In 1996, the Ferrari F310 was born from the ideas of John Barnard, the first car of Maranello driven by world champion Michael Schumacher. The 1996 vintage was heavily dominated by Williams and Damon Hill, yet the F310 remained in the hearts of fans and fans, thanks to the German driver's three victories in his debut season with Ferrari.
Starting from the 1996 vintage, the Maranello team managed to put the many dark years behind them, marked by few emotions, starting to breathe the air of high rankings, while remaining aware that the work to be done to get back to the top is enormous.
The F310, signed in this way to highlight the transition to the 3-liter displacement and the 10-cylinder architecture of the engine, relaunches Ferrari, which would then return to the roof of the world four years later, perhaps starting the most significant period. of its history.
The technical innovations of the F310
The leap forward that Ferrari made compared to 1995 depended on significant details: the sides, with the inlets of the radiators detached from the body of the chassis, recalled those of military jets.
The peculiar and voluminous protections on the sides of the driver's head become necessary following the introduction of stricter safety rules for the passenger compartment after the tragic events of 1994. Detaching themselves from the philosophy of rival teams, first of all Williams and Benetton, the Ferrari engineers remain initially tied to the philosophy of the low nose.
Despite this, the car has important innovations, starting from the cockpit, where the steering wheel integrates for the first time all the controls previously housed on the dashboard: thus the multifunctional steering wheels begin to take shape, able to provide the driver with greater concentration in driving.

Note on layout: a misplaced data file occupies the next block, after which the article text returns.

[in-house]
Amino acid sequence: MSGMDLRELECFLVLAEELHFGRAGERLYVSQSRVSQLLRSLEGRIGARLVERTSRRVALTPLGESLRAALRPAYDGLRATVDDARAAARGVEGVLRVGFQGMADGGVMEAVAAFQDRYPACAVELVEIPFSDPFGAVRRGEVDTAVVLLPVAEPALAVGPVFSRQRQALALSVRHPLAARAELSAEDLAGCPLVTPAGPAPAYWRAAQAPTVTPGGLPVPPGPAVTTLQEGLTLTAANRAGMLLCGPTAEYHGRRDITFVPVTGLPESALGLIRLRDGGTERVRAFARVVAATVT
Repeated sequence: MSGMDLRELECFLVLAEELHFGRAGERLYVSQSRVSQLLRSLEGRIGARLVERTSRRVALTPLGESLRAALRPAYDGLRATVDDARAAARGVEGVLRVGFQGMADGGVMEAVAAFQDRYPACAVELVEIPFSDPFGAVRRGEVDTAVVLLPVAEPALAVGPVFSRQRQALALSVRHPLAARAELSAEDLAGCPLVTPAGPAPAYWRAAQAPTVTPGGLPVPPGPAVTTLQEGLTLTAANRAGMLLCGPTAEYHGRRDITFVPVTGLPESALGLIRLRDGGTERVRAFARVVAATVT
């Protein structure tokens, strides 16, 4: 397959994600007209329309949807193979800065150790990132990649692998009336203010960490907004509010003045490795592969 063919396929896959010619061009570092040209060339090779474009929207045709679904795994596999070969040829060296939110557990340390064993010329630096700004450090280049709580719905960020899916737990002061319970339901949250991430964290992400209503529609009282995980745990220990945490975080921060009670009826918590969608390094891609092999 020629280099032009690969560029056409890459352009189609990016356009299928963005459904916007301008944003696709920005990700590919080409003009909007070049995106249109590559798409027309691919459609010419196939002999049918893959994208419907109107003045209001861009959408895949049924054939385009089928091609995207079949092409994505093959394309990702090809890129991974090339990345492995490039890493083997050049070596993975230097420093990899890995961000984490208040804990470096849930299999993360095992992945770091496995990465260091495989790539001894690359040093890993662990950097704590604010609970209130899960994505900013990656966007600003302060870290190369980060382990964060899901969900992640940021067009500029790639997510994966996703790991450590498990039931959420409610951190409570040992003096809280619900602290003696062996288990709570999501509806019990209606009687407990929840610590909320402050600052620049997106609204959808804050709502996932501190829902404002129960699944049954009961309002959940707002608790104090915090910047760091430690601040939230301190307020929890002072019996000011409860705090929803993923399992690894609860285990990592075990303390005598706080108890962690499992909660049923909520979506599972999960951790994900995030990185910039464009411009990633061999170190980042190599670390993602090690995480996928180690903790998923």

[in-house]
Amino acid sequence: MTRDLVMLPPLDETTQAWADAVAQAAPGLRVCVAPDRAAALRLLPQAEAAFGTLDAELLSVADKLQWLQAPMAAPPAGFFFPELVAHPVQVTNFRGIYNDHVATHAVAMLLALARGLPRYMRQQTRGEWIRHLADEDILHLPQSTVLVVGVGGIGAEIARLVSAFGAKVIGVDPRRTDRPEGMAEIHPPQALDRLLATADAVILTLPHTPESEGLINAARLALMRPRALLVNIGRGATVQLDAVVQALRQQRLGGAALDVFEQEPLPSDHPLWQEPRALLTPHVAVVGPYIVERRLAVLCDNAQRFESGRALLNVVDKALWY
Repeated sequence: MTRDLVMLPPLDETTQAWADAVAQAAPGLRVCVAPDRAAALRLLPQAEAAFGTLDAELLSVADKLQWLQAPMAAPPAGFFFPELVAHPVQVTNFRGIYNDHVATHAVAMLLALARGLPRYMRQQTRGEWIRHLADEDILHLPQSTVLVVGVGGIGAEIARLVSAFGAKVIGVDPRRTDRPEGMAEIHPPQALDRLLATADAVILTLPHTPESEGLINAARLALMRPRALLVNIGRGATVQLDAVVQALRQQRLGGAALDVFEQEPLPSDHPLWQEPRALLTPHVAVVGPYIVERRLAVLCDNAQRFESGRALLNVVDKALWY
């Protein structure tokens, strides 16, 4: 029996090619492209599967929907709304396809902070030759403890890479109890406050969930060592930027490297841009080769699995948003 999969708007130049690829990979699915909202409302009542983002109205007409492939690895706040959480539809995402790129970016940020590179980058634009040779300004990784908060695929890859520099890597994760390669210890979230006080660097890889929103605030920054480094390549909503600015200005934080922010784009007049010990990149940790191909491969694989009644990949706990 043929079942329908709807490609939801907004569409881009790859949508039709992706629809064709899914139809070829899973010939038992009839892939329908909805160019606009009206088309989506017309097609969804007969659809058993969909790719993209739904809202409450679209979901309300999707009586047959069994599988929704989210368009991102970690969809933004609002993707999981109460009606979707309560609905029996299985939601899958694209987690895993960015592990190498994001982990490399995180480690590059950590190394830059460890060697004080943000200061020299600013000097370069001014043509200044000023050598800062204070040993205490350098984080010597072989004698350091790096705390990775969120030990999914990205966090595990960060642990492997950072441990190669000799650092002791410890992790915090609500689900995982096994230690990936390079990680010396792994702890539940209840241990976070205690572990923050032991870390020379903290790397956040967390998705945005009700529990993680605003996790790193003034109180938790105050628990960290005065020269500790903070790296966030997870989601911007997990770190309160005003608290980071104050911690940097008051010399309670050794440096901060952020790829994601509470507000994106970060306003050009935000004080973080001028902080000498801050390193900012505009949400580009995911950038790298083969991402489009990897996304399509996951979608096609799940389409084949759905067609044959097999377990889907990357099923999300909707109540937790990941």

The beating heart under the bonnet is the 10-cylinder 046 engine, preferred to the classic V12 supplied up to 1995. Schumacher tests the 412 T2 at Fiorano, being impressed by the 12-cylinder and the power it is capable of delivering.
However, in Maranello they opted for a compromise choice designed to reduce displacement and fuel consumption, which is why the engine is replaced with the new unit.
Solutions in progress
The high nose was not used immediately due to the choice of the English technician Barnard, creator of the McLaren successes in the mid-80s, as he plans to modify the car in the course of construction.
It is no coincidence, therefore, that starting from the Canadian Grand Prix, the F310 also sports a decidedly inclined upward front profile, with two vertical support pillars that support the front wing.
A typical feature of Barnard's projects is precisely that of starting with a basic concept of the car, thus concentrating all the work on the mechanics, and then introducing gradual updates to the aerodynamics over the course of the season.
The F310 certainly falls short of the Williams FW18, but the serious problems are encountered from the point of view of reliability. As told by Schumacher's teammate, Eddie Irvine, the car often reveals problems and breakdowns, not only during the grand prix (retirements during the season reach thirteen), but also in practice sessions at Fiorano.